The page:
MGExp

MGB & GT Forum

Scarebird Rear Discs update. They squeal! *UPDATE*! Not any more!

Moss Motors
AutoShrine Sponsor
AutoShrine Sponsor
AutoShrine Sponsor
AutoShrine Sponsor

sweep Avatar
sweep Gold Member Chris W
Gosford, NSW, Australia   AUS
1966 MG MGB "Basil"
2013 Volkswagen Tiguan
2015 Audi A3
Took the MGB into my local inspection guy this morning and he didn't even blink about the rear discs. Had a bit of a look and filled out the pink slip. Drove straight there and straight home. By the time I was home the Pink slip had been lodged with the RMS so I paid the fee and it's all good.

One issue that I need to address is the brake squeal, more groan. When I lightly brake they squeal. Pressing more firmly and the squeal goes away.

Clearly coming from the back. When I disassembled the Festiva calipers the pads had some red coloured, rubbery stuff sticking the pads to the caliper.

I cleaned all this off and didn't re-apply anything else. (I'm actually still running the old pads as they had lots of meat left, I just cleaned the face on the linisher before putting them back in. I've got new ones but didn't see the need to use them - yet.)

Do you guys think this red stuff is some sort of anti-squeal magic and do you think I should replace it or wait to see how the pads go over the next few weeks?



The secret to creativity is knowing how to hide your sources.

To the intelligent person, life appears infinitely mysterious, but the stupid have an answer for everything.



Edited 1 time(s). Last edit at 2018-01-15 09:47 PM by sweep.

. Hide banner ads & support this website by becoming a > Gold Supporting Member <
lewisrn Avatar
lewisrn Gold Member Bob L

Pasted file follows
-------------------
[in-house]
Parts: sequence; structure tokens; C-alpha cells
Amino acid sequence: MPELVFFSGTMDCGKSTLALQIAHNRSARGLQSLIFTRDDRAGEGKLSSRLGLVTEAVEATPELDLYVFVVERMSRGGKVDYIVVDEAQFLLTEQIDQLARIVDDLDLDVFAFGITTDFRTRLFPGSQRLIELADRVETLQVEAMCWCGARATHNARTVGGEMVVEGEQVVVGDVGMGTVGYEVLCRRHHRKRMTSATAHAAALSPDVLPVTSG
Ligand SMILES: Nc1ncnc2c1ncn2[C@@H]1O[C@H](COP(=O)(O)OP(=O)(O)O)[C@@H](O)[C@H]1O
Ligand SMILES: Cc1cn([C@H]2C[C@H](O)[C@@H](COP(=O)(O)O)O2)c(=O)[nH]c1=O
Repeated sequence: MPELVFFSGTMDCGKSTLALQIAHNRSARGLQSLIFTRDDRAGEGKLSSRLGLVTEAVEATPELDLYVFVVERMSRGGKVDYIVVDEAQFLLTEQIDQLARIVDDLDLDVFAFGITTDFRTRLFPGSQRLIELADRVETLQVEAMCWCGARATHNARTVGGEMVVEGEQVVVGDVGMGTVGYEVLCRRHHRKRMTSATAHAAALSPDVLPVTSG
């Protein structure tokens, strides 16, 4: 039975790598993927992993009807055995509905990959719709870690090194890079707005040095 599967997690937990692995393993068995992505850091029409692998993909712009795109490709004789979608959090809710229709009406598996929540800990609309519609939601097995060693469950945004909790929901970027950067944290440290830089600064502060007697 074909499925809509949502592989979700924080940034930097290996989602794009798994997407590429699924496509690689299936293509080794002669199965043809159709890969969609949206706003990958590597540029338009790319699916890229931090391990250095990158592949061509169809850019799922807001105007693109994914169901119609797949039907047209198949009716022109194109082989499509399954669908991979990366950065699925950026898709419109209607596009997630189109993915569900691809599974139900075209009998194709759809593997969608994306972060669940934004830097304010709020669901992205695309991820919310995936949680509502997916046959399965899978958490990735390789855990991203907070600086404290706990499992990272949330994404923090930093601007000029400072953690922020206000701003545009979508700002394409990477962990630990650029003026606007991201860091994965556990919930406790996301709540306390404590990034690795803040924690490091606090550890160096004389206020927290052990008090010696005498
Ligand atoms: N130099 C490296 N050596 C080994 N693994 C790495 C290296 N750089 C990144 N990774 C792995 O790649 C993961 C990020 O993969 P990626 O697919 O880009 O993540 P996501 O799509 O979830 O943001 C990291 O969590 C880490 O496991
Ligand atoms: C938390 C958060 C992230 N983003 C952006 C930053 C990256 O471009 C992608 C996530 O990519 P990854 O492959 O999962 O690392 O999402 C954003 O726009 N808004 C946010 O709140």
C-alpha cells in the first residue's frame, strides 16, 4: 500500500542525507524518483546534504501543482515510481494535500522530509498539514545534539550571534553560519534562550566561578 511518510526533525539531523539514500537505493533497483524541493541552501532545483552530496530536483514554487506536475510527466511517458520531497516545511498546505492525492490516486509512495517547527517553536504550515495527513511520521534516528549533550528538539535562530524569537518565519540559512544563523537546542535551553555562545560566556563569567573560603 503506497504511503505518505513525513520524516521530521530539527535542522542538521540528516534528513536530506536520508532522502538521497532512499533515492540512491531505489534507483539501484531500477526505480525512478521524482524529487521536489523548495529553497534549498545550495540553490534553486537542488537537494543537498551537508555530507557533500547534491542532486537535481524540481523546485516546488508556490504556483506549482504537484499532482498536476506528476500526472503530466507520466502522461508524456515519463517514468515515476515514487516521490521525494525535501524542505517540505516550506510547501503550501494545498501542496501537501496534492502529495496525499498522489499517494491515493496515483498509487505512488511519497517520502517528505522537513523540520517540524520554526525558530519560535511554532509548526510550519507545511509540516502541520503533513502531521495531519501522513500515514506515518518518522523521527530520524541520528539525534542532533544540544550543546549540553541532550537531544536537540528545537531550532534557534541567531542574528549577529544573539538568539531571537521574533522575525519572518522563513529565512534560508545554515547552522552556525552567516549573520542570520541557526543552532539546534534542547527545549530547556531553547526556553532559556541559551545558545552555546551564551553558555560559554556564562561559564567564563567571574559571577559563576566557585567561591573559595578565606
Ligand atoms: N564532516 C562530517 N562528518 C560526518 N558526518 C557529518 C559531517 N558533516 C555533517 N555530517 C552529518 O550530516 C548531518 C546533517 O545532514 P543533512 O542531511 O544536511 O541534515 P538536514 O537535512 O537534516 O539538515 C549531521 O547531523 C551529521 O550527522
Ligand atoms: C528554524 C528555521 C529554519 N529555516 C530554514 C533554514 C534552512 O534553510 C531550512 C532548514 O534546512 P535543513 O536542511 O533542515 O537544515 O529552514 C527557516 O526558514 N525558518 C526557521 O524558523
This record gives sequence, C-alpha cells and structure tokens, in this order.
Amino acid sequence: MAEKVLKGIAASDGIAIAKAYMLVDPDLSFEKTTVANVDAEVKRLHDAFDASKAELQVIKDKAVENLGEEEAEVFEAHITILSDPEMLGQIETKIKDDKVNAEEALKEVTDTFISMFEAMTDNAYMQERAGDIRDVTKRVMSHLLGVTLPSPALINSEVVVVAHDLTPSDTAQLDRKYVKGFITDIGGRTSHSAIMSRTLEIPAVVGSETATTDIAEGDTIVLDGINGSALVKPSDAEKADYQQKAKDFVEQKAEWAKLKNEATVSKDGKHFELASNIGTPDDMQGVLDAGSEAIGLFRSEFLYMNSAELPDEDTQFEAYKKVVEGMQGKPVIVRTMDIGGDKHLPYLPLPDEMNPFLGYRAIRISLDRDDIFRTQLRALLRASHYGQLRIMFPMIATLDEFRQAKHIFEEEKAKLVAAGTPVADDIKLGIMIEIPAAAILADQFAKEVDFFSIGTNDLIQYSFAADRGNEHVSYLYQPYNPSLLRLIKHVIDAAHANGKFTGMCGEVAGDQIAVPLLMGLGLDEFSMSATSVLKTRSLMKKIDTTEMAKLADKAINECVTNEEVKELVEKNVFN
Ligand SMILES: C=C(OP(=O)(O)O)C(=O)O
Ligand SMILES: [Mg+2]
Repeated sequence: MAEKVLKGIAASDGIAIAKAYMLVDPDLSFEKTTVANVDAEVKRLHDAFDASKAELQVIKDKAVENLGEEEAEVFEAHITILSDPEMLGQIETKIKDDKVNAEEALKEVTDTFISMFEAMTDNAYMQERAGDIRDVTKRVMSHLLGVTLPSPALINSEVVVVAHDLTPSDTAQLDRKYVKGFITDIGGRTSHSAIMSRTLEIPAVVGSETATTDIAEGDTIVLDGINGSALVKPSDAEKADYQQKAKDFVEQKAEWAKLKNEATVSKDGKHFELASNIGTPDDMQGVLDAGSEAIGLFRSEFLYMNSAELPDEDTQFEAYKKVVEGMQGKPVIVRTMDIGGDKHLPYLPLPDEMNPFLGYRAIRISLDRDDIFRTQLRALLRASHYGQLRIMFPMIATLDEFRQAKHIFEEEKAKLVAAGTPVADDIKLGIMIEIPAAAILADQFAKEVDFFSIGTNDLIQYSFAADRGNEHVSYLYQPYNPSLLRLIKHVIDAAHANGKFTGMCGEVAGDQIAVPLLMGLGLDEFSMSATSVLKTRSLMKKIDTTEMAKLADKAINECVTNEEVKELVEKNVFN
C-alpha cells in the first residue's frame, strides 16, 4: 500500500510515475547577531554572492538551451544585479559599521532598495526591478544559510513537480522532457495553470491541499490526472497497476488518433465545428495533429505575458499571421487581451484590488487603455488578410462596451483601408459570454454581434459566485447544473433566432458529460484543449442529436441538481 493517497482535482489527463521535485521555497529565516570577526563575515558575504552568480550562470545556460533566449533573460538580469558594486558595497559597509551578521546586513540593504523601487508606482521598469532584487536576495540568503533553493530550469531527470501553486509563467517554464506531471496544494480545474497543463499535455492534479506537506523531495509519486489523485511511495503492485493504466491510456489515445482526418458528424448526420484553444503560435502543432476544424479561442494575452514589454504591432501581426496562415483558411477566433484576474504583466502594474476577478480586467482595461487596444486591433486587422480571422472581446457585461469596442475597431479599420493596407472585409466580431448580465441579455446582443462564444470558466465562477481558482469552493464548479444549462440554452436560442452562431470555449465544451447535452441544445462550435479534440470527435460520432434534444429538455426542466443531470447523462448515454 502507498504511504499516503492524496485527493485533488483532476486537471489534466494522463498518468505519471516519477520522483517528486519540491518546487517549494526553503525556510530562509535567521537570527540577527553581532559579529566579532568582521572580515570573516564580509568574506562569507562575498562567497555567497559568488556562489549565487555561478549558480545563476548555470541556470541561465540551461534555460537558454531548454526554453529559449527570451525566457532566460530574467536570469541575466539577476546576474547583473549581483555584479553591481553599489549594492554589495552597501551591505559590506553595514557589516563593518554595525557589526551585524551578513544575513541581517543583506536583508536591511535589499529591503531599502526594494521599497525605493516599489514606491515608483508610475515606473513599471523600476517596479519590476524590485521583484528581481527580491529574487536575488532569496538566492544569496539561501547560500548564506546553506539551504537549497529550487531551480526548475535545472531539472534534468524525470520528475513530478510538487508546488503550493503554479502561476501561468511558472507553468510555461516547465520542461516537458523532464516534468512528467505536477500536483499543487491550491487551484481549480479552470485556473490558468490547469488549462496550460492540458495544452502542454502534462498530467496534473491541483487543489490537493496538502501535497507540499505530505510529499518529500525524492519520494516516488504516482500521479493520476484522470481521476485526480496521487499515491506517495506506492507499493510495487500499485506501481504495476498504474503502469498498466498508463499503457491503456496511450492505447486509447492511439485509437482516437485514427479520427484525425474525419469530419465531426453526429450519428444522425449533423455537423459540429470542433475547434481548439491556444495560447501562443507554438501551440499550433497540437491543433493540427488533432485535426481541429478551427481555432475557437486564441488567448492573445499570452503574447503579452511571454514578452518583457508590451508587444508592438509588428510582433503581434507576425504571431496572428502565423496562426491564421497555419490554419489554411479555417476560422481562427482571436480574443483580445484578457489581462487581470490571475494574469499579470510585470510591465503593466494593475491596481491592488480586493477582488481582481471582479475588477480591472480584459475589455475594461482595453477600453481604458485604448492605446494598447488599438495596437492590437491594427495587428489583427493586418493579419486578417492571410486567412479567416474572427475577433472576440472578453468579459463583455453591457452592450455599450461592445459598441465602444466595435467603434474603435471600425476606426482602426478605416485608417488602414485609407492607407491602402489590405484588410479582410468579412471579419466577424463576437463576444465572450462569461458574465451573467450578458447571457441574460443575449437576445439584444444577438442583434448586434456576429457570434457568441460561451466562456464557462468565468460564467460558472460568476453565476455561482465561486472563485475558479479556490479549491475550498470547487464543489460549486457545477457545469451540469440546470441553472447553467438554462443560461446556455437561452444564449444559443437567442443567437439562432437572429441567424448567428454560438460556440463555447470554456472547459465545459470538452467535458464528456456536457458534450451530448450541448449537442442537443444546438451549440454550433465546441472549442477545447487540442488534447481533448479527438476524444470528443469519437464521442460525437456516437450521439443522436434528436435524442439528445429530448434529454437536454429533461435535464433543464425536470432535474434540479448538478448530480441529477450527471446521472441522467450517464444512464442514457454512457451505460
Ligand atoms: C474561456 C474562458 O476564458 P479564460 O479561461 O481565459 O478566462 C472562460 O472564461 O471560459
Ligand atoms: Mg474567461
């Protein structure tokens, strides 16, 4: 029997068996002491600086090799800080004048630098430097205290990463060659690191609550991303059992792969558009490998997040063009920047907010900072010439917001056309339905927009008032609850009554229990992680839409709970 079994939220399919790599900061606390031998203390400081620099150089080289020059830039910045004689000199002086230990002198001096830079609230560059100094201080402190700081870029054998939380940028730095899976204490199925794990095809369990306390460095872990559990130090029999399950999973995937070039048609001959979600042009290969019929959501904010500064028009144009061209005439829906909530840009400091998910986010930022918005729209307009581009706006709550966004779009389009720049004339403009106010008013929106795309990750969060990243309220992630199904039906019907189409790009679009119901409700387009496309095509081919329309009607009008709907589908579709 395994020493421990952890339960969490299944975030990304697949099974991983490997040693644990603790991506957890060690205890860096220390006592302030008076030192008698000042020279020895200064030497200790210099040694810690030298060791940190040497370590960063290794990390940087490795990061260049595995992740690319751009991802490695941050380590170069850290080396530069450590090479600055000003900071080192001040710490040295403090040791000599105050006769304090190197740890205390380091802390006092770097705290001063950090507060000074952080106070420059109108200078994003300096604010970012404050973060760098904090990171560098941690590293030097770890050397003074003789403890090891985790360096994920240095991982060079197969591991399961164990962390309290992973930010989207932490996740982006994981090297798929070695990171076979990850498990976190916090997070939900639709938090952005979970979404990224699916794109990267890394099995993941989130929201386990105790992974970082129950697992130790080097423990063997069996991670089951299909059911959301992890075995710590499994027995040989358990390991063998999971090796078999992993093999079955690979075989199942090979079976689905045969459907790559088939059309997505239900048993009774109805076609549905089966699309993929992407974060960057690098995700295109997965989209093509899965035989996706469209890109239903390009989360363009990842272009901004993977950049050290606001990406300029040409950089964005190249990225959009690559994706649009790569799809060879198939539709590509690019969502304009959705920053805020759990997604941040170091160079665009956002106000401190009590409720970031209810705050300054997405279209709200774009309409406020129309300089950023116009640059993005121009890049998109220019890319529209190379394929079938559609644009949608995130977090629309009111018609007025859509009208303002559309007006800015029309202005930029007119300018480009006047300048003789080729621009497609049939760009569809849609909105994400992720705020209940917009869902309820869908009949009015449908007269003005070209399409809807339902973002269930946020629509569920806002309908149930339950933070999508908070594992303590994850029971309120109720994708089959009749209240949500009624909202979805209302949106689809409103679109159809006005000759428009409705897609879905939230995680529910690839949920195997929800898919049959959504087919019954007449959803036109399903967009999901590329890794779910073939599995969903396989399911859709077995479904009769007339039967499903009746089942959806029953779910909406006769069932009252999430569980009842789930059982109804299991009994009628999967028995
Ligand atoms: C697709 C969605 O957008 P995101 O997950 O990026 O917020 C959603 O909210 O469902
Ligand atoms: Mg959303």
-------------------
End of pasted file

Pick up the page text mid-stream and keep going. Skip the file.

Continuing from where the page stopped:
Danville, IN, USA   USA
1980 MG MGB "The "B"
Sounds like you removed the anti-squeal material. You can try parts store anti-squeal remedies.



In any debate, the side which strays from civil discussion is usually the side that lacks confidence in its debate position or in its ability to win the debate on the merit of their arguments. Making personal attacks on the opponents instead of staying on the subject is also a sign of weakness.

Anyone who always feels compelled to respond in kind to any perceived slight is often suffering from narcissism.

Denis Avatar
Denis Denis Hill
Bearii, Nth Victoria, Australia   AUS
Yes Chris that's the anti squeal adhesive. Let the pads bed in a bit for a while, you may not need it. We only use it if necessary. Denis



68 B roadster, Daffodil yellow, supercharger, Burgess SC head, SC cam, Mikuni HSR 48 carburetor and engine built for supercharging.

73 BGT V8 conversion starting with a bare shell. Built the engine early in 2016 with high comp pistons and a few other nice bits. Started on the body late 2016 and found Its a lot of work and expense starting from scratch. Did the work myself, mechanical, body. paint etc all except the interior trim.
Finished and going well, great to drive and quick. Now has a nice 3.07 LSD.

. Hide banner ads & support this website by becoming a > Gold Supporting Member <
rdgreen Avatar
rdgreen Gold Member Robert Green
Adelaide, South Australia, Australia   AUS
Filing/grinding a bevel on the leading edge of the shoes might help if the problem doesn't go away. Wear a face mask.
And, yes the rubbery stuff is anti squeal...obviously not effective in your case.

ohlord Avatar
ohlord Gold Member Rob C
North of Seattle, N.W., USA   USA
1957 Land Rover Series I "EYEYIYI"
1971 MG MGB
1971 MG MGB "Bedouin 2"
Old pads on new discs?
Pads need to be properly bedded in.
Anti squeal paste is SOP



"I'm a long way gone down this wild road I'm on
It's gonna take me where I'm bound
It's a long way around"



"These are the days that must happen to you"

RD2 Radar/ Electronic Warfare Technician
Vietnam 1969-1972

sweep Avatar
sweep Gold Member Chris W
Gosford, NSW, Australia   AUS
1966 MG MGB "Basil"
2013 Volkswagen Tiguan
2015 Audi A3
Yes, even though I refaced them, I thinking this was not a good idea. I only reused the pads because the new pads I'd ordered took forever to get to me. I needed to put something in there so I could move on. I intended to replace them when I got the new ones but didn't.
I think I'd best do that before I get too involved with other solutions.

In reply to # 3660763 by ohlord Old pads on new discs?